[Carson] didn’t know how to use an accelerometer until he wired one up to a Teensy and put it all in a hat. The result is a joystick that will probably cause you neck problems if you play video games for very long. You can see a video of how the device came to be and how it works, below.
We liked the approach of building up the circuit and testing it before integrating it with the hat. He used a small breadboard with half the Teensy pins hanging off. That seems to work, although we’d be worried about something shorting or floating pins causing issues. Of course, if you drove the disconnected pins as outputs or inputs with pullups that might not be a big deal.
The folks at [K&J Magnetics] have access to precise magnetometers, a wealth of knowledge from years of experience but when it comes to playing around with a silly project like a magnetic koozie, they go right to trial and error rather than simulations and calculations. Granted, this is the opposite of mission-critical.
Once the experimentation was over, they got down to explaining their results so we can learn more than just how to hold our beer on the side of a toolbox. They describe three factors related to magnetic holding in clear terms that are the meat and bones of this experiment. The first is that anything which comes between the magnet and surface should be thin. The second factor is that it should be grippy, not slippy. The final element is to account for the leverage of the beverage being suspended. Say that three times fast.
The SPINES (Self-Powered IoT Node for Environmental Sensing) Mote is a wireless IoT environmental sensor, but don’t let the neatly packed single PCB fool you into thinking it’s not hackable. [Macro Yau] specifically designed SPINES to be highly modular in order to make designing an energy harvesting sensor node an easier task. The way [Macro] sees it, there are two big hurdles to development: one is the energy harvesting itself, and the other is the software required to manage the use of every precious joule of that harvested energy.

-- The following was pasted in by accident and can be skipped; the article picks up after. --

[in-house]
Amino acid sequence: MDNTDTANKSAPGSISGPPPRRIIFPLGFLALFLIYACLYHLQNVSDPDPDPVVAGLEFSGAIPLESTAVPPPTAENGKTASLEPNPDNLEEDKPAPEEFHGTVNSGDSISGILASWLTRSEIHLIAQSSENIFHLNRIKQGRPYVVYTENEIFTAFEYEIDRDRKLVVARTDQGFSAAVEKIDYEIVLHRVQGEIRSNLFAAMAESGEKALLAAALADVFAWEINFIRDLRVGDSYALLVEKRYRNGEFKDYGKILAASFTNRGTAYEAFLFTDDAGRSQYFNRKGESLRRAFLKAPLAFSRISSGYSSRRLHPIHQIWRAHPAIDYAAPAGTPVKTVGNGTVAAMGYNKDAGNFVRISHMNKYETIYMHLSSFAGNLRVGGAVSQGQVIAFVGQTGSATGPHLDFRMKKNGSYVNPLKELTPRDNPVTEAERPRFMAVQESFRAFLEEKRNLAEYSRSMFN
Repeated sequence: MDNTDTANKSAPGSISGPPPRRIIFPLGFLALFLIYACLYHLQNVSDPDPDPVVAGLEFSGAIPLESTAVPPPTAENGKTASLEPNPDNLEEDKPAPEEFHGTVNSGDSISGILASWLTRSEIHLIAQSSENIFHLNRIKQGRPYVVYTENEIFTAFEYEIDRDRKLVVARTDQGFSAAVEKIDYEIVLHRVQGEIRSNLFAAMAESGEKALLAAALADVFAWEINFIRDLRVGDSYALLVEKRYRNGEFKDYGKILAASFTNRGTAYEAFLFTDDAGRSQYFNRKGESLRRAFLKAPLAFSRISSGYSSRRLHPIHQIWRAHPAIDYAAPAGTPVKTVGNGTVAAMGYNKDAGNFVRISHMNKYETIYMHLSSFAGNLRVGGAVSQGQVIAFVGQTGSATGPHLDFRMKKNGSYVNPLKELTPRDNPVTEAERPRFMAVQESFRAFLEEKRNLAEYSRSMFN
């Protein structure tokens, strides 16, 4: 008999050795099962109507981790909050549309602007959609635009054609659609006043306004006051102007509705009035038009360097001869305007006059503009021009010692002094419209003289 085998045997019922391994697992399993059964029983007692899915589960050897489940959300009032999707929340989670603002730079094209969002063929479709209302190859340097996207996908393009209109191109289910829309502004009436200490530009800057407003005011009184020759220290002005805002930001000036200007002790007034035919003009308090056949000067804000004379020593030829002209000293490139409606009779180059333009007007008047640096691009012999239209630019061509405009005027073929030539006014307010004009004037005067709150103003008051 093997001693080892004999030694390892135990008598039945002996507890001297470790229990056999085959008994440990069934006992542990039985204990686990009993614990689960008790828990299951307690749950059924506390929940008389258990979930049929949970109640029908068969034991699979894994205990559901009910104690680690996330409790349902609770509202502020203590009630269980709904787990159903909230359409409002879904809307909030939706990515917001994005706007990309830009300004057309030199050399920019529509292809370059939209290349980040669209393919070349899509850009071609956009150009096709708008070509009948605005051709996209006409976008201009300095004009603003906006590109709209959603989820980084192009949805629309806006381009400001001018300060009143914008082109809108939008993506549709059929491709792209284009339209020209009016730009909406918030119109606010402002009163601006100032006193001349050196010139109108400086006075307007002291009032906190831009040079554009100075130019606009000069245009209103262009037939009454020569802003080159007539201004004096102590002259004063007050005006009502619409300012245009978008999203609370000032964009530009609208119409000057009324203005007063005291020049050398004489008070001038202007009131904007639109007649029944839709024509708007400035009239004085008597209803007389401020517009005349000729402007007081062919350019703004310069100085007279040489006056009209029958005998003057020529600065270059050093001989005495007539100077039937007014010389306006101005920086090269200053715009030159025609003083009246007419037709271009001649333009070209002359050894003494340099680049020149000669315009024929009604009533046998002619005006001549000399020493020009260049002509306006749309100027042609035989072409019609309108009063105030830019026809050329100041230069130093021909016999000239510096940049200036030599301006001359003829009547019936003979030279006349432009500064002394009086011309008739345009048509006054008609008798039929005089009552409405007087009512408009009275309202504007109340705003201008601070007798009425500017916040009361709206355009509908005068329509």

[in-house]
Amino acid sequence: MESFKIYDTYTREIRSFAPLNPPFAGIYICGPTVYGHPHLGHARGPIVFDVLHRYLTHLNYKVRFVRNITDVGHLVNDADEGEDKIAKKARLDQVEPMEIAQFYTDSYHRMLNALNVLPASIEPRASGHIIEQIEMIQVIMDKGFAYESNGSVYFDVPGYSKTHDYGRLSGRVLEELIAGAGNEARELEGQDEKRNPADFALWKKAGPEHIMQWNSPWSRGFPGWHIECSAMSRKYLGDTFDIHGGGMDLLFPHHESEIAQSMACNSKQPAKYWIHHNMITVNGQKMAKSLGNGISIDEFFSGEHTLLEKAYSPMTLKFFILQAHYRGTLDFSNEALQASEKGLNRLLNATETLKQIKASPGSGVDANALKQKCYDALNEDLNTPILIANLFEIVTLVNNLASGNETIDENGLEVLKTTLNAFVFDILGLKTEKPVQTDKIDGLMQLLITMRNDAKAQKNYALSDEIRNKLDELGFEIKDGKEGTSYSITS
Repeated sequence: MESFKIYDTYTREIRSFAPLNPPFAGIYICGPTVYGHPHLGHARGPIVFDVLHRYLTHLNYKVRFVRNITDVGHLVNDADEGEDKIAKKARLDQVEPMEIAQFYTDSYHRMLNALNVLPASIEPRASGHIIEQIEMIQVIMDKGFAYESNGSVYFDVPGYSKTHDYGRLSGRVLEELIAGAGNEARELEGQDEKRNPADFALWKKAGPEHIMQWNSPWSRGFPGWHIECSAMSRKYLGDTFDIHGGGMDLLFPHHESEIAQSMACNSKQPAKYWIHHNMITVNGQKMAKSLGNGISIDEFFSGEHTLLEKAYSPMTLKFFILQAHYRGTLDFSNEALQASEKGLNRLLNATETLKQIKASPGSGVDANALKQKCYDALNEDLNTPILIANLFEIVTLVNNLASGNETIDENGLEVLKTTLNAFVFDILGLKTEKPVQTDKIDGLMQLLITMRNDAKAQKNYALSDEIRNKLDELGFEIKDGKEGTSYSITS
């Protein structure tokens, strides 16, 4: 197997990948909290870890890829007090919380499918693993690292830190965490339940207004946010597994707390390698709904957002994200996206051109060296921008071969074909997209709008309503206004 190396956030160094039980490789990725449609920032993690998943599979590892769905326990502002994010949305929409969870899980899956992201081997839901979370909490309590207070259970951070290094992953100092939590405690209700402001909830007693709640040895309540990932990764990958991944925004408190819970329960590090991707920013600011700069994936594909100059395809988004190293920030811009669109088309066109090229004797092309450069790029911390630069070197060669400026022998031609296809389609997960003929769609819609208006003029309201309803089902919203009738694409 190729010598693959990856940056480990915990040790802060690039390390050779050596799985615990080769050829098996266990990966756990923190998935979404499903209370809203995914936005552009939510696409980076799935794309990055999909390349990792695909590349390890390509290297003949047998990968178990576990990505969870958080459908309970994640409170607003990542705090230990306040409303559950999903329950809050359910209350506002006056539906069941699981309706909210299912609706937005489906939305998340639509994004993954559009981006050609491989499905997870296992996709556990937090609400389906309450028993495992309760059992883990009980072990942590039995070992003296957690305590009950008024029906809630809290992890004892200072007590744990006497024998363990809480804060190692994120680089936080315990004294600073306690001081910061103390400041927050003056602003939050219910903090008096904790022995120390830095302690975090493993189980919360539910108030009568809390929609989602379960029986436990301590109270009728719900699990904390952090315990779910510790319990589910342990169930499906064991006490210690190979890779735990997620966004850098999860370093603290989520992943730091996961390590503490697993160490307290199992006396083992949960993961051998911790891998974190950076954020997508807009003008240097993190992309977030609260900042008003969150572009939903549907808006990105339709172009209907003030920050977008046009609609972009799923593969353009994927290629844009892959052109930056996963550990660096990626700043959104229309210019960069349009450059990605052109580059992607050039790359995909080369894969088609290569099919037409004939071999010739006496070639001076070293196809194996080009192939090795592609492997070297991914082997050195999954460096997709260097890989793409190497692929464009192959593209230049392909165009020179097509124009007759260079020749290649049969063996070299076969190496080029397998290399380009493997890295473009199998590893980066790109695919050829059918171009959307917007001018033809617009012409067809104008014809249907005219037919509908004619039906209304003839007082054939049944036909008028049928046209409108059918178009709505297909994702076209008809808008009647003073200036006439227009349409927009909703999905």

[Macro] designed the single board SPINES Mote in a way that the energy harvesting portion can be used independently, and easily integrated into other designs. In addition, an Arduino library is being developed to make it easy for the power management to be done behind the scenes, allowing a developer to concentrate on the application itself. A solar-powered wireless sensor node is one thing, but helping people get their ideas up and running faster in the process is wonderful to see.
It was early 1983 and Françoise Barré-Sinoussi of the prestigious Pasteur Institute in Paris was busy at the centrifuge trying to detect the presence of a retrovirus. The sample in the centrifuge came from an AIDS patient, though the disease wasn’t called AIDS yet.
Just two years earlier in the US, a cluster of young men had been reported as suffering from unusual infections and forms of cancer normally experienced by the very old or by people using drugs designed to suppress the immune system. More cases were reported and US Centers for Disease Control and Prevention (CDC) formed a task force to monitor the unusual outbreak. In December, the first scientific article about the outbreak was published in the New England Journal of Medicine.
By May 1983, researchers Barré-Sinoussi and Luc Montagnier of the Pasteur Institute had isolated HIV, the virus which causes AIDS, and reported it in the journal Science. Both received the Nobel prize in 2008 for this work and the Nobel prize citation stated:
Never before have science and medicine been so quick to discover, identify the origin and provide treatment for a new disease entity.
It’s only fitting then that we take a closer look at one of these modern detectives of science, Françoise Barré-Sinoussi, and what led to her discovery.